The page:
- Consumer prices (CPI) fell 0.2 percent in August as declines in gasoline prices offset increases in food and shelter prices. Core inflation, a measure that excludes volatile food and energy prices, was flat for the month. On a year-over-year basis, prices rose 1.7 percent for all items and core items.
- This rate of inflation is just below the Federal Reserve’s 2 percent inflation target  and the information comes as the FOMC meeting wraps up today. A statement on any adjustments to monetary policy as well as economic projections and a press conference with Chair Yellen is scheduled for this afternoon. Expect a continuation of the current taper schedule (a further $10 billion reduction in asset purchases) and perhaps some changes in the policy statement to indicate that the Fed may begin rate increases in the first half of 2015 if the economy continues to improve as expected.
- While lower overall prices may lessen pressure on the FOMC to begin tightening, prices of certain items are rising faster than the 2 percent target.
- For example, rent of primary residences—actual market rents paid by individuals who do not own the home they live in (pictured below)—rose by 3.2 percent from a year ago in August. This was the 5th month of growth above 3 percent for this rent.
- When rents are rising, it becomes more attractive to own a home. Because the bulk of home ownership costs for someone with a 30-year fixed rate mortgage are fixed, even if rents are initially cheaper, potential buyers can expect rent costs to catch up to ownership costs.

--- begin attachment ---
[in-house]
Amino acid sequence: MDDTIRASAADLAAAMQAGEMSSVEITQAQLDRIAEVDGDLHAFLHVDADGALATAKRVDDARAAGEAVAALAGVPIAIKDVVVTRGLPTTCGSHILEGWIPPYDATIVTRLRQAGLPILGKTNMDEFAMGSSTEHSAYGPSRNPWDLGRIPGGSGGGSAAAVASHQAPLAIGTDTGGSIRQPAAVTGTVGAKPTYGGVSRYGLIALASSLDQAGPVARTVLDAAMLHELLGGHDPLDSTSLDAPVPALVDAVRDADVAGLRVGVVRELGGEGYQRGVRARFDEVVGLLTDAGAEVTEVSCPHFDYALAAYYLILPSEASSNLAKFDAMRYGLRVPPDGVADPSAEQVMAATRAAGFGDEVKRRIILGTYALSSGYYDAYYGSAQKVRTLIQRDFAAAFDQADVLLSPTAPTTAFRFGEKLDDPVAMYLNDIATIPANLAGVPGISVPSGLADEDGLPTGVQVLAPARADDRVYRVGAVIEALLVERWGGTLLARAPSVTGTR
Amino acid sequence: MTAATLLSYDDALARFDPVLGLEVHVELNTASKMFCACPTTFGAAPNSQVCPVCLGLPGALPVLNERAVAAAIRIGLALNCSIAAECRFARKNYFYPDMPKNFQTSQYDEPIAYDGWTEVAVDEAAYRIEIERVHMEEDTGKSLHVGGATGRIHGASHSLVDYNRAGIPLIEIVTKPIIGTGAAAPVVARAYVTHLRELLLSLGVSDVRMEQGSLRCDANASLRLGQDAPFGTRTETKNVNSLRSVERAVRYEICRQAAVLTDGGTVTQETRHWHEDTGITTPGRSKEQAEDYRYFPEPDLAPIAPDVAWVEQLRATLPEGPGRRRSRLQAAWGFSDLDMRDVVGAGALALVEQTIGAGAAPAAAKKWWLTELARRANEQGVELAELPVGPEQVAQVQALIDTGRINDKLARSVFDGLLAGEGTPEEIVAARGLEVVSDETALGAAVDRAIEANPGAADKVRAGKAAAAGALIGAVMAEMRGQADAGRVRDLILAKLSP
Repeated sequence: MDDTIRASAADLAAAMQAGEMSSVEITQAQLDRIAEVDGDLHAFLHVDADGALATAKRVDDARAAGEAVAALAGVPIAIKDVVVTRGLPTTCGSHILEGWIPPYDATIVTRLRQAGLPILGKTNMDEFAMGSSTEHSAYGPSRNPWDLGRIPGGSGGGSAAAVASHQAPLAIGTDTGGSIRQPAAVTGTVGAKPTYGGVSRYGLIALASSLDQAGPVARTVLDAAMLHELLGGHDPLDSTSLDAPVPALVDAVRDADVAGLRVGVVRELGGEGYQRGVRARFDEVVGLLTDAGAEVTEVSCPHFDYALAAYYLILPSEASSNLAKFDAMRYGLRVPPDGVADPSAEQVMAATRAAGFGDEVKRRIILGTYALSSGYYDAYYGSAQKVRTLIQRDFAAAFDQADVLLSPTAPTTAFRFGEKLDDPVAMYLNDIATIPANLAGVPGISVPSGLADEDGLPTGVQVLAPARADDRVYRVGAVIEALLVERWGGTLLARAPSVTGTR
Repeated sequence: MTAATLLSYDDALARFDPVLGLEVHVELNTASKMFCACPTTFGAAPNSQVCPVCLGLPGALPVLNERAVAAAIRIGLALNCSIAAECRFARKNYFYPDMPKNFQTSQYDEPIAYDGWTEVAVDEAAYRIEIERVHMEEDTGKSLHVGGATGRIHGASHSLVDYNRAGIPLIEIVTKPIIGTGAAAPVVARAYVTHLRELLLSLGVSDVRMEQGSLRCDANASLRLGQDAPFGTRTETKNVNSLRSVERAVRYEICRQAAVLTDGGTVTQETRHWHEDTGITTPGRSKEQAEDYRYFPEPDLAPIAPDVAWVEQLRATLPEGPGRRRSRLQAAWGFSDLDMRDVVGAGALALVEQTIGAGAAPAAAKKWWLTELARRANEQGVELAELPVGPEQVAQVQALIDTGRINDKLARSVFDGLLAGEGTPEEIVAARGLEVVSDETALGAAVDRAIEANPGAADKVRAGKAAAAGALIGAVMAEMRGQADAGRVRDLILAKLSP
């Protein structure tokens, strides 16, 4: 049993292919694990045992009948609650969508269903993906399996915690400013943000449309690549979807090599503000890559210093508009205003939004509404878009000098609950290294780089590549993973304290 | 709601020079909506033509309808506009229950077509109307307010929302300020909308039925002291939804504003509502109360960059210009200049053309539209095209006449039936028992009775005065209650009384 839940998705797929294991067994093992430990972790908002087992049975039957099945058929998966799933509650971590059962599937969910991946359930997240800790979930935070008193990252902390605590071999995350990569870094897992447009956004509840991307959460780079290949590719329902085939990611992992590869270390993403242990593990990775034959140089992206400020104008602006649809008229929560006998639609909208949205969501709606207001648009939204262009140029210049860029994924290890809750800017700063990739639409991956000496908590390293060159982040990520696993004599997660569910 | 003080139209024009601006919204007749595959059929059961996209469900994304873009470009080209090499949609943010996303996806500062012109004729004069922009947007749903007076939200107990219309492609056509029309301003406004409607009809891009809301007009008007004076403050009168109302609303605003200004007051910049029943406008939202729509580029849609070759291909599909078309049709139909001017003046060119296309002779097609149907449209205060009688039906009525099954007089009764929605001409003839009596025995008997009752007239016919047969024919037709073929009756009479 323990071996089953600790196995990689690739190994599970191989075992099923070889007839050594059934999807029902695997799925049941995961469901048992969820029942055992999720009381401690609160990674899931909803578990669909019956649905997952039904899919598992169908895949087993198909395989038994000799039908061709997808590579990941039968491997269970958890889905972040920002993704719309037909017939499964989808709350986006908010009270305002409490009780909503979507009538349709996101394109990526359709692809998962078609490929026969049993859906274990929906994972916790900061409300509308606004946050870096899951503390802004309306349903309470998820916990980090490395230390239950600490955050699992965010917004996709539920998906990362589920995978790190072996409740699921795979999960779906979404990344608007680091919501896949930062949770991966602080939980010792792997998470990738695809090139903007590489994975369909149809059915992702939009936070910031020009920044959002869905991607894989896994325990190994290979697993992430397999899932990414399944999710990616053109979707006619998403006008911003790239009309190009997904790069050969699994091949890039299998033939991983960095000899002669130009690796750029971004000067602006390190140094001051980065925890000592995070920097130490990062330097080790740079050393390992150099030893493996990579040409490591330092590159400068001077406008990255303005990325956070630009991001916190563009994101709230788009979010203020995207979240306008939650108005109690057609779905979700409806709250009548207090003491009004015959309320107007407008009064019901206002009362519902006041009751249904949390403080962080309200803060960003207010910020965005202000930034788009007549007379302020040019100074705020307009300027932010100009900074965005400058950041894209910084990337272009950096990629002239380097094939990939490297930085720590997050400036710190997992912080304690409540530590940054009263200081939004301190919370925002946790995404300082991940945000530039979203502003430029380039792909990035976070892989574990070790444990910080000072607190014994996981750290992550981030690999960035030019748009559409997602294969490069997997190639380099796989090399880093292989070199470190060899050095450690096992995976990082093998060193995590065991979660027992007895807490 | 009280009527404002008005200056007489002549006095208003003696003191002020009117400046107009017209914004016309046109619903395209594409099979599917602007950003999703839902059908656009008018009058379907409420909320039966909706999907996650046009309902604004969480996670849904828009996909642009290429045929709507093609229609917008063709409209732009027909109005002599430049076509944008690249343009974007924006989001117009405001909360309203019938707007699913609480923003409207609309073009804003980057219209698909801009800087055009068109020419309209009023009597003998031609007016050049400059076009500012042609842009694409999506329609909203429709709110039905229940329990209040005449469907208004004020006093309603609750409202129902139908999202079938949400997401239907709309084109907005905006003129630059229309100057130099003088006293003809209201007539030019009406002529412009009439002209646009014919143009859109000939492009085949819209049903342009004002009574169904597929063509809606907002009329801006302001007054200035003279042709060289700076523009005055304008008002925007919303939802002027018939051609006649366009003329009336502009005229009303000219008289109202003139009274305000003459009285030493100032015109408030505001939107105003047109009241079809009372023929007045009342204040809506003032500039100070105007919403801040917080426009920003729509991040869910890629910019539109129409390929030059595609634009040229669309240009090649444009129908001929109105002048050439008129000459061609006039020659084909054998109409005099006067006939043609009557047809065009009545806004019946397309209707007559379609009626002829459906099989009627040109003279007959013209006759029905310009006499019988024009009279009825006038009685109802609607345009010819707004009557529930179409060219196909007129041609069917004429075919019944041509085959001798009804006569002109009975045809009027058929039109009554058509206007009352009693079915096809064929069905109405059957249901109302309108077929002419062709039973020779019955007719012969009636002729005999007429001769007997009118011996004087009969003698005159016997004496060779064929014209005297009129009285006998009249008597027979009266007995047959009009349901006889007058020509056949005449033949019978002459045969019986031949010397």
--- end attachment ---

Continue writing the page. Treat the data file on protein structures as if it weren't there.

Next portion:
- Owner’s equivalent rent of residences (OER), a measure to approximate price change for owner-occupied housing, rose 2.7 percent in August  . This was the 9th consecutive month of growth at or above 2.5 percent for OER. Together, the two rent components contribute more than 30 percent to the overall CPI.
- Real estate agents may be happy about the energy offset. In spite of increases in rents, energy prices were lower, especially Gasoline prices which are down 2.8 percent from a year ago. The 2014 Member Profile shows that the typical REALTOR® spent $1,860 on expenses for the business use of a vehicle in 2013, an amount equivalent to 28 percent of the typical REALTOR® total real estate expenses in the same time period.
 While the Fed does not target this specific measure, the factors driving the Fed’s preferred measure of inflation are the same.
 Owners do not actually pay the increased costs. OER is intended to estimate the change in the amount of money that an owner could rent their home for if they did not live in the home. This estimate is included as a factor in the CPI so as to lessen the effect of variation in the home ownership rate on the price series.